converting their values to z-scores, moderation effects of gender and individual/team sport on the relationships between mental health knowledge (MAKS1-6 summed), exposure to people with mental health problems (RIBS 1–4 summed), and recognition and familiarity with mental health conditions (MAKS 7–12 summed

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Pooja Somasundaram and Alexandra M. Burgess

with the most, and were subsequently assigned to that category for analysis. Following preliminary analyses, moderational analyses were conducted using the PROCESS macro for SPSS ( Hayes, 2013 ). The PROCESS macro is a user-friendly tool that performs a hierarchical regression-based analysis

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Xiaoxia Zhang, Xiangli Gu, Tao Zhang, Priscila Caçola and Jing Wang

the differences between Hispanic and non-Hispanic group means on each of the above 6 variables, after controlling for gender and age. The moderation effect of ethnicity (dummy-coded non-Hispanic origin = 0 and Hispanic = 1) was also examined by including all the interaction terms in the model before

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Stine Nylandsted Jensen, Andreas Ivarsson, Johan Fallby and Anne-Marie Elbe

, respectively). Moderation analyses, performed using the Process macro in SPSS ( Hayes, 2012 ), were for each independent variable. In those analyses age and age at which the players specialized in football were included as potential moderators for the effect between depression/anxiety and problematic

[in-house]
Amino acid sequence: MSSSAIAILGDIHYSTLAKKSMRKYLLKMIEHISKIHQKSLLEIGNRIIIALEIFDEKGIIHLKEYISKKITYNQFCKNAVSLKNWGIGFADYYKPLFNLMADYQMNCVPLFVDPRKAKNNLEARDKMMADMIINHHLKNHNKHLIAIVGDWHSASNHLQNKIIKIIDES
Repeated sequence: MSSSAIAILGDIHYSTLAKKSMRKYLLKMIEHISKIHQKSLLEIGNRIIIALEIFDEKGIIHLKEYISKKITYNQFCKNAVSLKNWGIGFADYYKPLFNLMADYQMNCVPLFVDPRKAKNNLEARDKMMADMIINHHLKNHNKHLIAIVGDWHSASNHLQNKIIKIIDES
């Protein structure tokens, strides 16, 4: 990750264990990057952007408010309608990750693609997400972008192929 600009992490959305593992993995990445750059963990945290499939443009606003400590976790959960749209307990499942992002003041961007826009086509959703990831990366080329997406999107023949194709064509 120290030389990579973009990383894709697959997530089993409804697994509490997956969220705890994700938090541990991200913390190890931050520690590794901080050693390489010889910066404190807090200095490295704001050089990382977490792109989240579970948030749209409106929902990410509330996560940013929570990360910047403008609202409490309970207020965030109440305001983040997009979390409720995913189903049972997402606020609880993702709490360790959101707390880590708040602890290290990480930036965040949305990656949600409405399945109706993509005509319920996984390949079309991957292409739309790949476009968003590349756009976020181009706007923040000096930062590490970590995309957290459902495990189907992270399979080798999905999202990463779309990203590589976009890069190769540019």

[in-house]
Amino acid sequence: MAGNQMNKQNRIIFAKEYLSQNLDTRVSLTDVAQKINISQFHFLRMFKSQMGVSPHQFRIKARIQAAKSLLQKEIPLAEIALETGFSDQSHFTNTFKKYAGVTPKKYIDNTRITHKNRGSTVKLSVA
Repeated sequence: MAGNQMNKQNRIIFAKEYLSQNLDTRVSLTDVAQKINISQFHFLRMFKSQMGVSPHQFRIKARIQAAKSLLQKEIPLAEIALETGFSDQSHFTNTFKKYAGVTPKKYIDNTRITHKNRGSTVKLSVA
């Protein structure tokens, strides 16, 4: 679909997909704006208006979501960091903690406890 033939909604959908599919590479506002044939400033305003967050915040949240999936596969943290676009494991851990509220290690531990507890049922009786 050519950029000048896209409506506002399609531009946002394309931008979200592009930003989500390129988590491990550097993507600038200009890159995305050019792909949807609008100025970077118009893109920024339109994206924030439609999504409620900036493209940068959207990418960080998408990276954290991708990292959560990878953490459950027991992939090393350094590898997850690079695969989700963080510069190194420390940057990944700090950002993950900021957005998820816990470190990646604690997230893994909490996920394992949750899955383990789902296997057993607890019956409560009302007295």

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Natalie Kružliaková, Paul A. Estabrooks, Wen You, Valisa Hedrick, Kathleen Porter, Michaela Kiernan and Jamie Zoellner

increasing reported L-Cat category and GLTEQ weekly moderate to vigorous PA (MVPA) and strengthening exercise. 36 However, relationships between L-Cat category and GLTEQ or moderation of changes by health literacy status have not been explored. SIPsmartER SIPsmartER focused on reducing SSB to 8 fluid ounces

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Johan Pelssers, Emalie Hurkmans, Jeroen Scheerder, Norbert Vanbeselaere, Steven Vos, Tim Smits and Filip Boen

associations of older adult exercise norms with exercise BNS (Hypothesis/Model 1), autonomous motivation (RAI; Hypothesis/Model 2), and participation (Hypothesis/Model 3), controlled for the moderation by older adult identification. BNS = basic needs satisfaction; RAI = relative autonomy index. Methods

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James Annesi

. Note: Analyses are 1 tailed. Moderation by Clinical Psychology Measures The score on the Impact of Weight on Quality of Life-Kids survey significantly moderated the prediction of change in self-regulation, by physical activity change (Table  3 ). The Quick Inventory of Depressive Symptomology score

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Shijun Zhu, Eun-Shim Nahm, Barbara Resnick, Erika Friedmann, Clayton Brown, Jumin Park, Jooyoung Cheon and DoHwan Park

. Correlations between latent factors were not included for simplicity. i = intercept; s = slope; Exe = Yale exercise in kilocalories (outcome y: log transformed); SEE - Self-Efficacy for Exercise (mediator M); a, b, c, and c’ mediation notations. The moderation of mediation was examined after the mediation